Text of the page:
Human population geneticists can tell us about patterns of human migration, they can tell us how we are related to other species (e.g., Neanderthals and Denisovans). They can tell us the diseases that have afflicted our ancestors; which ancient versions of those diseases are found in some contemporary populations, and much, much more. Their work is a bio-detective synthesis of human phylogeny. A window into evolutionary processes.
Evolutionary psychologists want to tell us about patterns in human psychology; our ways of “thinking” and therefore behaving with respect to certain stimuli—choosing whom to mate with, engaging in xenophobia, extending other-regard to kin, and much, much more. This work is inference-making and extrapolating. It too is supposed to be a window into evolutionary processes.
In both of these domains, researchers aim to understand the forces that shape us, contemporary humans, and those that shaped our ancient ancestors. Underlying all of this is a kind of bio-historical document, our DNA, and what is said to be “written” on it.
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To my mind, evolutionary psychologists have not shown that there are specific psychological programs that are written in our bio-historical document. In my recent paper “Is Evolutionary Psychology Possible?”, published in the journal Biological Theory, I argue that it is not possible to give true evolutionary explanations of contemporary human behavior.1 The focus of my argument is that there is a matching problem at the core of evolutionary psychology that is irresolvable and thus renders the project impossible to execute.
The human mind was fashioned by evolutionary forces in ways that allowed our ancestors to be successful. We know that they did achieve success because we are the beneficiaries of their having succeeded. It is success gained through the business of living: they avoided becoming food for others, they procured sufficient food for themselves, they reproduced and they cared for their young. Such feats were made possible because they adapted to environmental contingencies. Outrunning prey and caring for kin were responses to particular events on the ground that were filtered through their psychology.
The view from evolutionary psychology is that such psychological programs did not just aid our ancestors and then disappear. On the contrary, they became a part of the bio-historical document, our genetic foundation. So, we are equipped with psychological adaptations that were genetically inherited from our ancestors. These ancient adaptations have not evolved away from when they were first laid down.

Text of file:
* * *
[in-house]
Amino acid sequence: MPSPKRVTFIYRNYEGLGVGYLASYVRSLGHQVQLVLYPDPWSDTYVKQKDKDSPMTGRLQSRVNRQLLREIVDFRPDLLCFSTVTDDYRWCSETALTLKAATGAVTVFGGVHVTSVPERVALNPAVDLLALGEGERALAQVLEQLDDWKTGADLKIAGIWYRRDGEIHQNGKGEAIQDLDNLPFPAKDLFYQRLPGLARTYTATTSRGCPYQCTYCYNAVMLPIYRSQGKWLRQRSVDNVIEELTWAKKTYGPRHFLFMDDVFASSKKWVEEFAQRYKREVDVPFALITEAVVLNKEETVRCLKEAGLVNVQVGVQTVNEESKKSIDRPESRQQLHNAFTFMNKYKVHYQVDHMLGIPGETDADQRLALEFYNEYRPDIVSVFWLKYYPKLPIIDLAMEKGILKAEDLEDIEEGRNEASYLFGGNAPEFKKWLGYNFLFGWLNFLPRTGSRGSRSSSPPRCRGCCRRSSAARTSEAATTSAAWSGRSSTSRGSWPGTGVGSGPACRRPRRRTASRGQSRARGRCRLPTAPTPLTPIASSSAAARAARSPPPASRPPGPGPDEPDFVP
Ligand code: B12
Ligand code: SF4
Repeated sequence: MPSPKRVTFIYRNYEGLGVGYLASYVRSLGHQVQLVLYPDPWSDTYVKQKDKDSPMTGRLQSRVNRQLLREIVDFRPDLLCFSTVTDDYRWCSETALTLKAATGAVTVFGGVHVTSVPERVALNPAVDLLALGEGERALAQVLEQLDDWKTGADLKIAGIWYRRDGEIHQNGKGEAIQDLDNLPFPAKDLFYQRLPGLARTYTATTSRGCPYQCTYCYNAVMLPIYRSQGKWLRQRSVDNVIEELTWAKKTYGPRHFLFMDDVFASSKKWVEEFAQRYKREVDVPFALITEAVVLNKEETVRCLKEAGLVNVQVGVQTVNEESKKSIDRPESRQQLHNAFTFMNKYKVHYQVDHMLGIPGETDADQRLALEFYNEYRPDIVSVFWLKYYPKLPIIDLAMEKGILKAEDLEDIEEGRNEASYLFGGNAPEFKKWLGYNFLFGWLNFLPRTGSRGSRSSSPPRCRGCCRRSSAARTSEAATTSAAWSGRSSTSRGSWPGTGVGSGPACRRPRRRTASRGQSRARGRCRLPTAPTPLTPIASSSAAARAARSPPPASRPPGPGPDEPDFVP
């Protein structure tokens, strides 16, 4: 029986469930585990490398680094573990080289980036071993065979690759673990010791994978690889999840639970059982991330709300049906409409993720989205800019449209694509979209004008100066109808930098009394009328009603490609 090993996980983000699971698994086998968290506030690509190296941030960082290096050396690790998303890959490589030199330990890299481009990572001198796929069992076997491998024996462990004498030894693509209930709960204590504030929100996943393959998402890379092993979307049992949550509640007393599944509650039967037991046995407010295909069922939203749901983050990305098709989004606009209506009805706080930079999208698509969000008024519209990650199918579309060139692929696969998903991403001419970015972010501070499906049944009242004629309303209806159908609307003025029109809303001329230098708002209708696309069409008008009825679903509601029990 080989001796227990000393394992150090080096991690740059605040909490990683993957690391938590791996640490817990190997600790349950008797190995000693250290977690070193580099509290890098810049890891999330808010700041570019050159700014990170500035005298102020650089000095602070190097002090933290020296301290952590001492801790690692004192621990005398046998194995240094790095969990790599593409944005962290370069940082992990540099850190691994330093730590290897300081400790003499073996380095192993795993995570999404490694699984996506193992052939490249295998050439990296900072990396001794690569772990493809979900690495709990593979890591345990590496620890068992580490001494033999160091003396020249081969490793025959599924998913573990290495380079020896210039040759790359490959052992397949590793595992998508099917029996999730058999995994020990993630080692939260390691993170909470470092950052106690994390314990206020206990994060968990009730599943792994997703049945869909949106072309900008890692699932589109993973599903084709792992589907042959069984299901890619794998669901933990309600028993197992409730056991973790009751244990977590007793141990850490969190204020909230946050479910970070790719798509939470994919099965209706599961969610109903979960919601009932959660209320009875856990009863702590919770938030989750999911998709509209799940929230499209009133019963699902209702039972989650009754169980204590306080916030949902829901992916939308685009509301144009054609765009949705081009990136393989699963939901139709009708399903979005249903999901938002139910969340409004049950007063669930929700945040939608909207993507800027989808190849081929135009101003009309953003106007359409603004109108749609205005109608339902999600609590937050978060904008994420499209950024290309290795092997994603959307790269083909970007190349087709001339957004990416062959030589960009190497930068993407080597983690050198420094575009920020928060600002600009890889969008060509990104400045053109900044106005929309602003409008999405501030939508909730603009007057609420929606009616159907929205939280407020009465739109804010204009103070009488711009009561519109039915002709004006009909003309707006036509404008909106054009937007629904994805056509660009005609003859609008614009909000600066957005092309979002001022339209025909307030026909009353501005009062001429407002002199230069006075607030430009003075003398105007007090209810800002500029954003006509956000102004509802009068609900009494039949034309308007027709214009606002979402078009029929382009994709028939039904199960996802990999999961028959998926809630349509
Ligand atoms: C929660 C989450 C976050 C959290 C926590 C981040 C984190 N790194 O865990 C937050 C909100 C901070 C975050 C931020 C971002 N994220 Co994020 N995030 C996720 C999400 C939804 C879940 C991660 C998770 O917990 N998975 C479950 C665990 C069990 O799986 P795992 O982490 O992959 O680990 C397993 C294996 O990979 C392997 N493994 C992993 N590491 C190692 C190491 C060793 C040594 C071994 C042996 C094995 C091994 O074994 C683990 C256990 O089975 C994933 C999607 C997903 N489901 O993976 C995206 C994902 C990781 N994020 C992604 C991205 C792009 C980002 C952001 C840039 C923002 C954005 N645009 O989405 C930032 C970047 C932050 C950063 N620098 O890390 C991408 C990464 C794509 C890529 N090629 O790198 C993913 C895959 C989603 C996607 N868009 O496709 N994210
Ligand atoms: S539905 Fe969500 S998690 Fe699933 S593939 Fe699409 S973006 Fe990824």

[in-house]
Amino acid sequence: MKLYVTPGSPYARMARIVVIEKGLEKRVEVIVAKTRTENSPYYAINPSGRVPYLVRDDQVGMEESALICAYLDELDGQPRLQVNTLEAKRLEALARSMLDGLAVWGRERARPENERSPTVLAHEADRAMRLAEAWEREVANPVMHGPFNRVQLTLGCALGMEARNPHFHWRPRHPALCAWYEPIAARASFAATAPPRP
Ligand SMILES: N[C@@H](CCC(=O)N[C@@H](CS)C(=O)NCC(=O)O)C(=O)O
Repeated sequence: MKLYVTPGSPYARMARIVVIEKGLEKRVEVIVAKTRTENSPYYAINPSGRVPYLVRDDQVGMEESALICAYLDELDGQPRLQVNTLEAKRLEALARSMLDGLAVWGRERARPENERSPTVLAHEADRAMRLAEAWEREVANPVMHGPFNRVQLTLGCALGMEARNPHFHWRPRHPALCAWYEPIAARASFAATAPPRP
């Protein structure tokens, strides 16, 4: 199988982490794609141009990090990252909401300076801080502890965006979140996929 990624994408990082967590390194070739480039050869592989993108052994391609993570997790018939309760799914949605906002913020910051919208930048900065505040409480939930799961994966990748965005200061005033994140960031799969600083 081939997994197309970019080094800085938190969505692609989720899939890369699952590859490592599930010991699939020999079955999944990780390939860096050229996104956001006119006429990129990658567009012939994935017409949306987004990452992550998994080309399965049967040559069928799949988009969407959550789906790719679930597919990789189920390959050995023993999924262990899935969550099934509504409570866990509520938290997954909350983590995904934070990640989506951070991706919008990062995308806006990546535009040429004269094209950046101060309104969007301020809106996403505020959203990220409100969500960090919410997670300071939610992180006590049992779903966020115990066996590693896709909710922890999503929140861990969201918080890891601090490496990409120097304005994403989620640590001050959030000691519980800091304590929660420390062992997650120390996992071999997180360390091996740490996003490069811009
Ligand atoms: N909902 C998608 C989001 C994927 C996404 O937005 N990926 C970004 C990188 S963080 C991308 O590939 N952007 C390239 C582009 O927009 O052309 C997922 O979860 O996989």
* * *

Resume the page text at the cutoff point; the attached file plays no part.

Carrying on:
The mandate of evolutionary psychology is to give true evolutionary explanations for contemporary human behavior. Evolutionary psychologists believe that many of our behaviors in the present are caused by psychological mechanisms that operate today as they did in the past. Each mechanism was selected for its specific fitness-enhancing effects, and each of them is responsive only to the kinds of inputs for which it is an adaptation. To secure their claims, evolutionary psychologists need to show that particular kinds of behavior are underwritten by particular mechanisms.
Evolutionary psychological inferences can succeed only if it is possible to determine that particular kinds of behavior are caused by particular psychological structures. These structures must have the evolved function of producing behaviors of just these kinds. If present-day human behaviors are caused by psychological structures, and that was also true of our stone-age ancestors, and if there is a high degree of concordance between the structures populating the modern mind and those that populated the minds of our prehistoric ancestors, this would still fall short of securing evolutionary psychological inferences. This is because similarities between prehistoric and modern psychological structures may be due to ontogenetic processes—similar experiences producing similar functional differentiation in the brain.
For a present-day psychological trait to be related to an ancestral psychological trait in the way that evolutionary psychology requires, the present-day trait must be of the same kind as the ancestral one. It must also have the same function as the ancestral one and must be descended from that ancestral trait as part of a reproductive lineage extending back to prehistory. Also, importantly, the present-day trait and the ancestral trait must be of the same kind and have the same function because the former is descended from the latter. This is key because it might be that a present-day trait and an ancestral trait are of the same kind and have the same function without one being descended from the other. The architecture of the modern mind might resemble that of early humans without this architecture having being selected for and genetically transmitted through the generations. Evolutionary psychological claims, therefore, fail unless practitioners can show that mental structures underpinning present-day behaviors are structures that evolved in prehistory for the performance of adaptive tasks that it is still their function to perform. This is the matching problem.
Ancestral and present-day psychological structures have to match in the way that is needed for evolutionary psychological inferences to succeed. For this, three conditions must be met. First, determine that the function of some contemporary mechanism is the one that an ancestral mechanism was selected for performing. Next, determine that the contemporary mechanism has the same function as the ancestral one because of its being descended from the ancestral mechanism. Finally, determine which ancestral mechanisms are related to which contemporary ones in this way.